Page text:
SLR - September 2021 - Michelle K. Yoakim

Autologous Matrix-Induced Chondrogenesis With Lateral Ligament Stabilization for Osteochondral Lesions of the Talus in Patients with Ankle Instability

Reference: Ackermann J, Casari FA, Germann C, Weigelt L, Wirth SH, Viehöfer AF. Autologous Matrix-Induced Chondrogenesis With Lateral Ligament Stabilization for Osteochondral Lesions of the Talus in Patients with Ankle Instability. Orthop J Sports Med. 2021; May 14;9(5):23259671211007439.

Level of Evidence: Level III, Retrospective Cohort Study

Scientific Literature Review

Reviewed By: Michelle K. Yoakim, DPM
Residency Program: North Colorado Medical Center – Greeley, CO

Podiatric Relevance: Osteochondral lesions of the talus (OLT) constitute a common sequela of ankle injuries, pose a challenge to adequate treatment, and result in many long-term adverse effects including early osteoarthritis. Many patients presenting with ankle injuries and OLTs also have some degree of lateral ankle instability and require lateral ligament stabilization (LLS). Several treatment protocols have been established for OLTs, including autologous matrix-induced chondrogenesis (AMIC), which has had favorable outcomes. However, while several studies have shown that the presence of instability worsens OLT treatment outcomes, there are currently no studies that include instability as a factor in AMIC treatment outcomes. With the high prevalence of OLTs and ankle instability associated with ankle injuries, podiatrists must understand the factors that affect treatment outcomes. This article compared the clinical and radiographic outcomes in patients with and without concomitant LLS undergoing AMIC for OLT treatment.

Methods: This level three retrospective cohort study took place between April 2010-2018 and included 13 adult patients who underwent AMIC for OLT with LLS for concomitant symptomatic ankle instability and had at least a two-year follow-up period. These patients were matched for age, BMI, lesion size and follow-up to a control group that received isolated AMIC. Surgically, OLTs were accessed through malleolar osteotomies or via direct approach and the AMIC procedure was completed in the standard fashion. Ankle instability was treated with either lateral ligament repair (modified Broström) or anatomic lateral ligament reconstruction (free tendon allograft) based on ATFL & CFL ligament quality. Postoperatively, magnetic resonance observation of cartilage repair tissue (MOCART) 1 and 2.0 scales were utilized for MRI evaluations. American Orthopaedic Foot & Ankle Society score (AOFAS), Cumberland Ankle Instability Tool (CAIT), and Tegner activity scale (pre-injury and pre-surgery) were recorded. Shapiro-Wilk test, t test, Mann-Whitney U test, chi-square, Fisher exact test, Pearson correlation, and the ellipse formula (lesion size) statistical analyses were utilized to compare sociodemographic and clinical characteristics.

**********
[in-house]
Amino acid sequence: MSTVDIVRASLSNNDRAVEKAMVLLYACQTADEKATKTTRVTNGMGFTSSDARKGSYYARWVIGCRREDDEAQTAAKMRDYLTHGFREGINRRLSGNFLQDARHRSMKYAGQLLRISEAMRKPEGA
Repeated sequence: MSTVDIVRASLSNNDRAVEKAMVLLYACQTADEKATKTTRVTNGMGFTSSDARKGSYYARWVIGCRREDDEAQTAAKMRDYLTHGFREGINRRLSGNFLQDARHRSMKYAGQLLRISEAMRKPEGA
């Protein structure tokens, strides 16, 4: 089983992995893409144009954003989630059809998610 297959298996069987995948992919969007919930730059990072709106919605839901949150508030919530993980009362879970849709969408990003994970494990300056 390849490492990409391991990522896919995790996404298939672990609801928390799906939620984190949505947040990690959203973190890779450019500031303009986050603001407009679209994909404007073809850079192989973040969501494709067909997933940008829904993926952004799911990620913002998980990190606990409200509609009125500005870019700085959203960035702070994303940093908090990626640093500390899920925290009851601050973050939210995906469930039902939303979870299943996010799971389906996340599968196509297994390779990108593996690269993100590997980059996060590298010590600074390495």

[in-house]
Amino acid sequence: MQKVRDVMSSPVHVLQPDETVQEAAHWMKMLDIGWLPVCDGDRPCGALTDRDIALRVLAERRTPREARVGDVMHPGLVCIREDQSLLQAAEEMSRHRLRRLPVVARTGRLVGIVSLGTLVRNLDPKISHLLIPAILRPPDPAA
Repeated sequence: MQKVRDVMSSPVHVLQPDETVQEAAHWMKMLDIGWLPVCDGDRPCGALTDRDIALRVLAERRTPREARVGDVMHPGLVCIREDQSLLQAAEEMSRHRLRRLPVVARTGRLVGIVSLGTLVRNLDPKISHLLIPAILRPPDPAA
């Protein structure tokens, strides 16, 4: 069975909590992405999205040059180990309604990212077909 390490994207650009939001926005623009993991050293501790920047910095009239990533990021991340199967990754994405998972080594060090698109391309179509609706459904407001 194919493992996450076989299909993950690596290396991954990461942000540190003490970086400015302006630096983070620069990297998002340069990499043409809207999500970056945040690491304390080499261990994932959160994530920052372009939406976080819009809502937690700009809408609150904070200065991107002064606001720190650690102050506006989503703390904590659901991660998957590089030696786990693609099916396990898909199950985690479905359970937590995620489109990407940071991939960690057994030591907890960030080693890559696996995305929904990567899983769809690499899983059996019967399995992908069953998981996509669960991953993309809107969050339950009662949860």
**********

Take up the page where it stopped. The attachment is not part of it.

Results: Of the intervention patients, 9/13 underwent lateral ligament repair while 4/13 underwent anatomic ligament reconstruction with ligament integrity postoperatively confirmed on MRI. The control group had significantly better clinical outcomes on the AOFAS and Tegner scales. CAIT and AOFAS scores were significantly correlated with intervention patients. Patients with no functional ankle instability had AOFAS scores similar to the control group. MOCART 1 and 2.0 scores demonstrated no statistically significant differences between the groups.

Conclusions: The authors concluded that clinical outcomes were comparable amongst the two groups as long as postoperative ankle stability was achieved. Study limitations include the use of retrospective data lacking preoperative patient-reported outcome measures as well as comparing 2 groups that were treated at different time periods, a lack of CAIT scores for the control group, a lack of homogeneity in operative techniques, and a lack of sufficient power for the MRI analysis. Overall, while this article had several limitations, it did emphasize the need for proper ankle stabilization in patients who present with OLTs as any residual instability after OLT treatment resulted in worse postoperative outcomes.

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